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Ejected and suspended, Bryce Harper's college career likely over

Jun 3, 2010, 11:42 AM EDT

Next week Bryce Harper will be the No. 1 pick in the draft, but last night the 17-year-old phenom may have seen his junior college career come to a premature end by getting ejected for arguing a called third strike.
Unhappy with a fifth-inning strikeout during the National Junior College World Series, the soon-to-be Washington National took his bat and drew a line in the batter’s box where he thought the pitch crossed, at which point the home plate umpire tossed him.
Bob Nightengale of USA Today reports that the ejection would normally carry a one-game suspension, but because Harper was also ejected once during the regular season the suspension is increased to two games. At most his Southern Nevada team could have three games remaining this season, but they’ll have to win twice without Harper to make it to the junior college championship game and have him available.
In the grand scheme of things a player being ejected from a game for arguing balls and strikes is certainly not a big deal, but Harper’s maturity and makeup have long been in question. His coach, Tim Chambers, naturally defended Harper, saying he was wrongfully ejected by “an umpire with an attitude” and calling it “an awfully quick trigger … on a stage like this, in this environment.”
I’ll say this about Harper: In terms of the hit his reputation will take from the ejection and suspension, he sure picked a great time to have a run-in with an umpire.
UPDATE: Jonathan Mayo of has video of the ejection, so you can judge for yourself.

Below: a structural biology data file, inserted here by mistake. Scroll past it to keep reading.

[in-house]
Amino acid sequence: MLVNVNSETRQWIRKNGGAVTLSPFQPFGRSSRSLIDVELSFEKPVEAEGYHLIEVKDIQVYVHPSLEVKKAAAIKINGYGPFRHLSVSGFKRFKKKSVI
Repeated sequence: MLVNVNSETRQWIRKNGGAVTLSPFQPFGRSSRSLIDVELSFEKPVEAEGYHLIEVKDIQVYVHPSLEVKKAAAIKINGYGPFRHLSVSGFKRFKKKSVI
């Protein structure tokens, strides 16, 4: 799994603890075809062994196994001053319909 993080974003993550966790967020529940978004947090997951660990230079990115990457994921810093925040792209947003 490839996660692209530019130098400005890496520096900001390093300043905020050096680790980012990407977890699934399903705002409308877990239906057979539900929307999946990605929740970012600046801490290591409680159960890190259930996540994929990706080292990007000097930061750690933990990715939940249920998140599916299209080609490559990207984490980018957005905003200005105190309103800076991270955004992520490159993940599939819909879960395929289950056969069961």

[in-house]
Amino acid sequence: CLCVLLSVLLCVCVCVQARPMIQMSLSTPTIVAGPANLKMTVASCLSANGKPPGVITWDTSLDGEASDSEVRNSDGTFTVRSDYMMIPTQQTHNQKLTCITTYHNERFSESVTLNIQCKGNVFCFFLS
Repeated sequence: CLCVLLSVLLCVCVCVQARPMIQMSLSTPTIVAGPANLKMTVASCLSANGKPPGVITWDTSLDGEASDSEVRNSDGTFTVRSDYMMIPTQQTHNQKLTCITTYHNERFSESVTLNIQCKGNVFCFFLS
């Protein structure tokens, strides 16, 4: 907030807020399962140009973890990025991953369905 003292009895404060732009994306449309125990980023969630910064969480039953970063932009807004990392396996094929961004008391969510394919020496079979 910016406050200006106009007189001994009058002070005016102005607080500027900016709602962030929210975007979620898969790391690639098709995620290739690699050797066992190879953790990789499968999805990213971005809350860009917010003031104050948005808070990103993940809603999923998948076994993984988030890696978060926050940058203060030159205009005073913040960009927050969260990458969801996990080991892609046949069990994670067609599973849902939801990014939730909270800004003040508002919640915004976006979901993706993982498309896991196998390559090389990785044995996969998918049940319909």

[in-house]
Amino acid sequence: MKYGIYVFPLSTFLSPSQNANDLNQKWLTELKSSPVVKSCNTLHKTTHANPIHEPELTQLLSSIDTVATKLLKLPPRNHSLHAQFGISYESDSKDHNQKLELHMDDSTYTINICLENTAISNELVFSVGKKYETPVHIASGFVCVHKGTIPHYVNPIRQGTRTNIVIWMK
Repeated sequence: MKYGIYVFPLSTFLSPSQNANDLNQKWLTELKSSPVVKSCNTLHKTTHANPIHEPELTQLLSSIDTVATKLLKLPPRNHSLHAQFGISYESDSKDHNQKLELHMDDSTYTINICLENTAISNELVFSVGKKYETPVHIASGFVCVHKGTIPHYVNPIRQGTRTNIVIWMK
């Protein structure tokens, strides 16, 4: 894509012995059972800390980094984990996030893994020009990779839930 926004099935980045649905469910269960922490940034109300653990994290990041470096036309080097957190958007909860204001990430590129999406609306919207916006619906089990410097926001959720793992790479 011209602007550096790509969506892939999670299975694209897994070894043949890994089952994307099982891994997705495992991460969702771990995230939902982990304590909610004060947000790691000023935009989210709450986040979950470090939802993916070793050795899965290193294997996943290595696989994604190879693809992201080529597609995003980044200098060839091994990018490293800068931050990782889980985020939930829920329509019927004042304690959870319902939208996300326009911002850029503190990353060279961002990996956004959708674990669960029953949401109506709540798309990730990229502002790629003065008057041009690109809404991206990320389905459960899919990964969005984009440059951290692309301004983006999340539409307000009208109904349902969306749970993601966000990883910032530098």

1. Chris Fiorentino - Jun 3, 2010 at 11:52 AM

    DAMN!!! That ball looked about 4 inches off the plate. Looked like a call Eric Gregg would have made in the 1997 NLCS!!! I’m surprised that Harper just continued to walk back to the dugout after his ejection.

  2. J Rose - Jun 3, 2010 at 11:53 AM

    Way to go out on a high note, kid. Looks like he’s watching the big leaguers too much.

  3. trampslikeus - Jun 3, 2010 at 11:54 AM

    Why does this guy keep reminding me of Ryan Leaf?

  4. MN Mike - Jun 3, 2010 at 12:02 PM

    I just watched the video and that ball so outside it was in the other batter’s box. There was no sound, but it didn’t seem like he reacted that badly. To me it looked like that ump was looking for a little recognition, or maybe harper was talking to him the whole game or something. It is also taken out of context. Maybe that ump was giving that pitch the whole game, but I doubt it.
    Overall I don’t think there should be much made of this, except that the league he is in needs to lighten up on suspensions when someone is ejected.

  5. Joe - Jun 3, 2010 at 12:05 PM

    It looked like a lousy call, but I don’t think it’s a quick trigger. Showing up the ump like that will get you immediately tossed out of any game.

  6. mike in MN - Jun 3, 2010 at 12:07 PM

    Bad call, but you shouldn’t show up an umpire like that. He is 17….so reacting like a kid shouldn’t be held against him…he is a kid. He just needs to learn and grow from it. It certainly wouldn’t make me doubt him as a player.

  7. Jack O'Connor - Jun 3, 2010 at 12:13 PM